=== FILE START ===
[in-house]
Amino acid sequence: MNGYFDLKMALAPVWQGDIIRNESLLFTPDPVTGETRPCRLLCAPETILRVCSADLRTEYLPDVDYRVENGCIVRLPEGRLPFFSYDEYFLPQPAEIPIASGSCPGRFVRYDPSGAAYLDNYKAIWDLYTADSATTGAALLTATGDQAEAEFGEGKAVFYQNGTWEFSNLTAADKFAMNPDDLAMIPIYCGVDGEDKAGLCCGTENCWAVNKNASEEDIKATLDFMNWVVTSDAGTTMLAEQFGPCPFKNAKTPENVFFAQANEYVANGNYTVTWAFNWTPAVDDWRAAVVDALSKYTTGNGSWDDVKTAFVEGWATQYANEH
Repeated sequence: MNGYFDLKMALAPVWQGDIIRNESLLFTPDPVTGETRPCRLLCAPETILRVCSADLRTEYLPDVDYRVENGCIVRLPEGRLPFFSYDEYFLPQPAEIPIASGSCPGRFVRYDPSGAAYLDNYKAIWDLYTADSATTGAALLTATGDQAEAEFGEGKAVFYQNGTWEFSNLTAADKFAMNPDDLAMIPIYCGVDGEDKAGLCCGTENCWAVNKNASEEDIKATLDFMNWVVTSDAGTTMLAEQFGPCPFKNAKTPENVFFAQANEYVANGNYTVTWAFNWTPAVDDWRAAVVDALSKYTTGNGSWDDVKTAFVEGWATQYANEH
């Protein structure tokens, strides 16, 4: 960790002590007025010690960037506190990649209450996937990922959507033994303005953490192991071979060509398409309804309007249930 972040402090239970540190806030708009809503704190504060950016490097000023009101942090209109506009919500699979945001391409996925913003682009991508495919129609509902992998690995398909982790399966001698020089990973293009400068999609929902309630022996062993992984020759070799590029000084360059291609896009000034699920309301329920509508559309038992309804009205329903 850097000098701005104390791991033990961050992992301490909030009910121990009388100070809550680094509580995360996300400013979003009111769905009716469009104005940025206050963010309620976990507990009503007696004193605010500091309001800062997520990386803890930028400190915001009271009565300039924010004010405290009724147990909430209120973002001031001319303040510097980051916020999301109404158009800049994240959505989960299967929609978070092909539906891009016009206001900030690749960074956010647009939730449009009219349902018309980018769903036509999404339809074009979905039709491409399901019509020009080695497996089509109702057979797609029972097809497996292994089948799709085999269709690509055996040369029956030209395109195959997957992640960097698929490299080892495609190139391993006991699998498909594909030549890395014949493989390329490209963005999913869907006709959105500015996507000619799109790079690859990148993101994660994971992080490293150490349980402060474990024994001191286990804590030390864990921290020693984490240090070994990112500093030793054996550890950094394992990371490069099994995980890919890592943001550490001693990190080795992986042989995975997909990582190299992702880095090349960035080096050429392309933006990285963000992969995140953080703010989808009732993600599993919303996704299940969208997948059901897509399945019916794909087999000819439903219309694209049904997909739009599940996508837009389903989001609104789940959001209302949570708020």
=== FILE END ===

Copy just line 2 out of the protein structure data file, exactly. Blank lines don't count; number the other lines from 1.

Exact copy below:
Amino acid sequence: MNGYFDLKMALAPVWQGDIIRNESLLFTPDPVTGETRPCRLLCAPETILRVCSADLRTEYLPDVDYRVENGCIVRLPEGRLPFFSYDEYFLPQPAEIPIASGSCPGRFVRYDPSGAAYLDNYKAIWDLYTADSATTGAALLTATGDQAEAEFGEGKAVFYQNGTWEFSNLTAADKFAMNPDDLAMIPIYCGVDGEDKAGLCCGTENCWAVNKNASEEDIKATLDFMNWVVTSDAGTTMLAEQFGPCPFKNAKTPENVFFAQANEYVANGNYTVTWAFNWTPAVDDWRAAVVDALSKYTTGNGSWDDVKTAFVEGWATQYANEH